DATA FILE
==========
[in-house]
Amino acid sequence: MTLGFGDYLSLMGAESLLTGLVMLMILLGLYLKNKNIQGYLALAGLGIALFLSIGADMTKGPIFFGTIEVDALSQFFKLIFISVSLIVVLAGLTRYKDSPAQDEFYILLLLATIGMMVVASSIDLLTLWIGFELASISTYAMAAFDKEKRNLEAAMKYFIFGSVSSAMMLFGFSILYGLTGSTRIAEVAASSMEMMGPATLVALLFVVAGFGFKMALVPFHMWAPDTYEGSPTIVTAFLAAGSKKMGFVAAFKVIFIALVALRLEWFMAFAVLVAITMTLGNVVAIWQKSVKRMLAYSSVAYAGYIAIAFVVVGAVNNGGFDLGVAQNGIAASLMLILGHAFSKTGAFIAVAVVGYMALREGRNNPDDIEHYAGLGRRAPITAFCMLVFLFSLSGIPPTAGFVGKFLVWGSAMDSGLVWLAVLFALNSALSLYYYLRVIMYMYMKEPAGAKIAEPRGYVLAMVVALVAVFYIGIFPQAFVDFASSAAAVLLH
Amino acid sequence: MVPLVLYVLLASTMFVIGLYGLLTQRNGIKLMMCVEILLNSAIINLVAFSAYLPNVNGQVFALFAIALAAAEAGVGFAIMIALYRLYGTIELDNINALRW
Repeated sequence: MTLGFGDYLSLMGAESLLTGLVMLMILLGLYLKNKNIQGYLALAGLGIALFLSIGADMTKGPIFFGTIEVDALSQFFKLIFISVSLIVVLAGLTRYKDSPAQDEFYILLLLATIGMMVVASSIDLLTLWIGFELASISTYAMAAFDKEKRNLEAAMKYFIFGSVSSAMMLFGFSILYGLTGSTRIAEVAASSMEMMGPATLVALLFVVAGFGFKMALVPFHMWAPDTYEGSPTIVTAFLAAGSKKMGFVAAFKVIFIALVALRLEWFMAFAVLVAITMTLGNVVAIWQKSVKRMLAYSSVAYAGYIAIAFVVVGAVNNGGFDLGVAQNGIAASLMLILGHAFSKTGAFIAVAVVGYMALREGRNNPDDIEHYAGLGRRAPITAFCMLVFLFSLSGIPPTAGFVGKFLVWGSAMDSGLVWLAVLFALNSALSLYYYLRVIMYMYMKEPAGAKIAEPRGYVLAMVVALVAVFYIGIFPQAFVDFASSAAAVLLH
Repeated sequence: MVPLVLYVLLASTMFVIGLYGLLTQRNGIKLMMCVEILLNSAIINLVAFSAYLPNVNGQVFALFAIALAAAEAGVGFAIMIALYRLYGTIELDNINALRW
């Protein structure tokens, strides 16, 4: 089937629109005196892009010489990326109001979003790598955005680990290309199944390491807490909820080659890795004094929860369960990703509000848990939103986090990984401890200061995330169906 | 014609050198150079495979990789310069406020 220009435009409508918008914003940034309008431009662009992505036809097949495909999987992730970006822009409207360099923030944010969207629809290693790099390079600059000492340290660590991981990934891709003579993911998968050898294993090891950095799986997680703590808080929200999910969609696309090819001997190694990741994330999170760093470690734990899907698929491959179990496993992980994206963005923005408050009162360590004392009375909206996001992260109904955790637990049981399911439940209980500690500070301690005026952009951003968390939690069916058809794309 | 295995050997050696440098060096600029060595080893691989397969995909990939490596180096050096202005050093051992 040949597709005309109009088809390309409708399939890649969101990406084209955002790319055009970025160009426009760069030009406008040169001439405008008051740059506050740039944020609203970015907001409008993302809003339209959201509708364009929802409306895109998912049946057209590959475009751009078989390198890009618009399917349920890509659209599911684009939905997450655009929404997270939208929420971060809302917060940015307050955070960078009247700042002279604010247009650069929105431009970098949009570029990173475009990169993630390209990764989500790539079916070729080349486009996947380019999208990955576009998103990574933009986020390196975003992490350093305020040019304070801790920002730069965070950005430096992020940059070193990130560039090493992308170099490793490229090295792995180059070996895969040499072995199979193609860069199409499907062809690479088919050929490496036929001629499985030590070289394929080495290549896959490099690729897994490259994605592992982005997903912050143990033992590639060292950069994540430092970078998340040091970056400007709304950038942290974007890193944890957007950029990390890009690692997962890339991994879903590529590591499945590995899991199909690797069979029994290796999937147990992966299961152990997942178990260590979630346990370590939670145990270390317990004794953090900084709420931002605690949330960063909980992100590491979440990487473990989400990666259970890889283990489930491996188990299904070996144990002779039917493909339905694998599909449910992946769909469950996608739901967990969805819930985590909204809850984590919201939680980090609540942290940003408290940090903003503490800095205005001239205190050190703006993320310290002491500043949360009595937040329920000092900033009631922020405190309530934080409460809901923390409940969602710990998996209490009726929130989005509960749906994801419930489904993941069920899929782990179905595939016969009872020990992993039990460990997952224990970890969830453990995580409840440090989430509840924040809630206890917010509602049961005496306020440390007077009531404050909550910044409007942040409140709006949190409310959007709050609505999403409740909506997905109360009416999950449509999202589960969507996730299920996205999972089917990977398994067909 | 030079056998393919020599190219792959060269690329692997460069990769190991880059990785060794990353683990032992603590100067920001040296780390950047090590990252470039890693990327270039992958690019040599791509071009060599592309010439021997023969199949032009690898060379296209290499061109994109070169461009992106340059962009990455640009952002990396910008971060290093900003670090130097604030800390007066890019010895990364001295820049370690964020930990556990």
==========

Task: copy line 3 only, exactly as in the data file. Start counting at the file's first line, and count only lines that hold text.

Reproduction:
Amino acid sequence: MVPLVLYVLLASTMFVIGLYGLLTQRNGIKLMMCVEILLNSAIINLVAFSAYLPNVNGQVFALFAIALAAAEAGVGFAIMIALYRLYGTIELDNINALRW